Book Club Reading List 2017-10-06T19:42:02+00:00

2017-2018 Book Club Reading List

September 16th – 3:00 – Oak Room, Main Floor

Exit West
by Mohsin Hamid  

In a country teetering on the brink of civil war, two young people meet—sensual, fiercely independent Nadia and gentle, restrained Saeed. They embark on a furtive love affair, and are soon cloistered in a premature intimacy by the unrest roiling their city. When it explodes, turning familiar streets into a patchwork of checkpoints and bomb blasts, they begin to hear whispers about doors—doors that can whisk people far away, if perilously and for a price.  Profoundly intimate and powerfully inventive, it tells an unforgettable story of love, loyalty, and courage that is both completely of our time and for all time.

October 14 – 3:00 – Oak Room, Main Floor

Days Without End
by Sebastian Barry

Thomas McNulty, aged barely seventeen and having fled the Great Famine in Ireland, signs up for the U.S. Army in the 1850s. With his brother in arms, John Cole, Thomas goes on to fight in the Indian Wars—against the Sioux and the Yurok—and, ultimately, the Civil War. Orphans of terrible hardships themselves, the men find these days to be vivid and alive, despite the horrors they see and are complicit in.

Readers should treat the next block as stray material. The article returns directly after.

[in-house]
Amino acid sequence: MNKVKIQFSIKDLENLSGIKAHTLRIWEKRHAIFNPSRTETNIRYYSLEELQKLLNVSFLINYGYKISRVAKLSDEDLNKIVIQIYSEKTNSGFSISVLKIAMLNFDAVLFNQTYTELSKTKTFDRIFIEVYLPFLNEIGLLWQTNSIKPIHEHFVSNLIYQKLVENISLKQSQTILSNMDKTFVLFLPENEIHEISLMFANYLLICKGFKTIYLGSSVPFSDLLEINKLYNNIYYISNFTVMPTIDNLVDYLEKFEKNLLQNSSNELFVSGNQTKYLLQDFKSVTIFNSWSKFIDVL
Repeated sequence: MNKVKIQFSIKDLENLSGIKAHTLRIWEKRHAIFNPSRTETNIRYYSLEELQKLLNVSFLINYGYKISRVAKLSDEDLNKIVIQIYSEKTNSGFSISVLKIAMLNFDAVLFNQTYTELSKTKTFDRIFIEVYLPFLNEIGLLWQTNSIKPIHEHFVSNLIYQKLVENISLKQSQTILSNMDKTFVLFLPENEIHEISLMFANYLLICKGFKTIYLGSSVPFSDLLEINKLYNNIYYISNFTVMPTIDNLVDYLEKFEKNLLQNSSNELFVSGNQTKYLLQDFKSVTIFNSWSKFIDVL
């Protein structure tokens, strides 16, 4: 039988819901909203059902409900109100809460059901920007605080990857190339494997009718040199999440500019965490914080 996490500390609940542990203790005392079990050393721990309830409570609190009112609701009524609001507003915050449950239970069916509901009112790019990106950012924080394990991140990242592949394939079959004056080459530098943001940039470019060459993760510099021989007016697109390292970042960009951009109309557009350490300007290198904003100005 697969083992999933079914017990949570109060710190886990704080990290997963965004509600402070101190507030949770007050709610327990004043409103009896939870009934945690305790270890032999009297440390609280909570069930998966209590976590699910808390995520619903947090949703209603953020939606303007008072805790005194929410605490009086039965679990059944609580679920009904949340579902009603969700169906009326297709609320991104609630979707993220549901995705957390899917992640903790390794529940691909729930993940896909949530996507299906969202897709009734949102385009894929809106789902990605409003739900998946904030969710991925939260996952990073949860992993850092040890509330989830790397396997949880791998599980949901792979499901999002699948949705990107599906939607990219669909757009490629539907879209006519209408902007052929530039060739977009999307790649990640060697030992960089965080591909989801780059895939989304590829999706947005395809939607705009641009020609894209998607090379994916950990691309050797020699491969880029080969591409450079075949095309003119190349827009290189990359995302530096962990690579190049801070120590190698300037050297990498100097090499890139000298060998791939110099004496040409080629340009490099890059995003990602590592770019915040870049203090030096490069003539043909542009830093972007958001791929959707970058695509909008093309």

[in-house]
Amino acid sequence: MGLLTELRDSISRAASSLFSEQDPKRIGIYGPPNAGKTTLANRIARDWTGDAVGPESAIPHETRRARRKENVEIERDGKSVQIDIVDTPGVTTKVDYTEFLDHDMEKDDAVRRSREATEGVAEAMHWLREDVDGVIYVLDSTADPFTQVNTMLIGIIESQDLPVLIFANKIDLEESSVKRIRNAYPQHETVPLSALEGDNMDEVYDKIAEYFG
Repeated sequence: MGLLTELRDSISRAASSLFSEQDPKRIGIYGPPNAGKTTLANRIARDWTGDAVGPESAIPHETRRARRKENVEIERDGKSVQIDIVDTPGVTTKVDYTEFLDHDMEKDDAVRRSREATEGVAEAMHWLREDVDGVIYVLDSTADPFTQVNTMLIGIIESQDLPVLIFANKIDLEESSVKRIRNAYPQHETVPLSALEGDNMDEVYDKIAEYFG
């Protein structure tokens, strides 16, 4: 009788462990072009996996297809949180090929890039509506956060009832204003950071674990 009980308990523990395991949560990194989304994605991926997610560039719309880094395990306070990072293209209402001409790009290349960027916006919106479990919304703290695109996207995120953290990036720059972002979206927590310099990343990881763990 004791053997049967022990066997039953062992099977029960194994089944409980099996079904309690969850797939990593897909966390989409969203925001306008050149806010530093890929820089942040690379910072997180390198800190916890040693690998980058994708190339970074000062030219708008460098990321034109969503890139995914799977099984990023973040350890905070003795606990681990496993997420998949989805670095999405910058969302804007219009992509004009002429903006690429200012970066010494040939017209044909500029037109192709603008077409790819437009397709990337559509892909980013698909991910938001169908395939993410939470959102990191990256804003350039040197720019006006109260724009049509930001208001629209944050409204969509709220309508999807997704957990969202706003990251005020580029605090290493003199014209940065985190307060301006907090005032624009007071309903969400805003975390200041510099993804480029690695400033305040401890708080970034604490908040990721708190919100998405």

November 18 – 3:00 – Oak Room, Main Floor

Nutshell
by Ian McEwan

Trudy has betrayed her husband, John. She’s still in the marital home—a dilapidated, priceless London townhouse—but John’s not there. Instead, she’s with his brother, the profoundly banal Claude, and the two of them have a plan. But there is a witness to their plot: the inquisitive, nine-month-old resident of Trudy’s womb.

December 9 – 3:00 – Oak Room, Main Floor

They May Not Mean To But They Do
by Cathleen Schine

The Bergman clan has always stuck together, growing as it incorporated in-laws, ex-in-laws, and same-sex spouses. But families don’t just grow, they grow old, and the clan’s matriarch, Joy, is not slipping into old age with the quiet grace her children, Molly and Daniel, would have wished. When Joy’s beloved husband dies, Molly and Daniel have no shortage of solutions for their mother’s loneliness and despair, but there is one challenge they did not count on: the reappearance of an ardent suitor from Joy’s college days. And they didn’t count on Joy herself, a mother suddenly as willful and rebellious as their own kids.

January 13 – 3:00 – Oak Room, Main Floor

Another Brooklyn
by Jacqueline Woodson

Running into a long-ago friend sets memory from the 1970s in motion for August, transporting her to a time and a place where friendship was everything—until it wasn’t. For August and her girls, sharing confidences as they ambled through neighborhood streets, Brooklyn was a place where they believed that they were beautiful, talented, brilliant—a part of a future that belonged to them.  But beneath the hopeful veneer, there was another Brooklyn, a dangerous place where grown men reached for innocent girls in dark hallways, where ghosts haunted the night, where mothers disappeared. A world where madness was just a sunset away and fathers found hope in religion.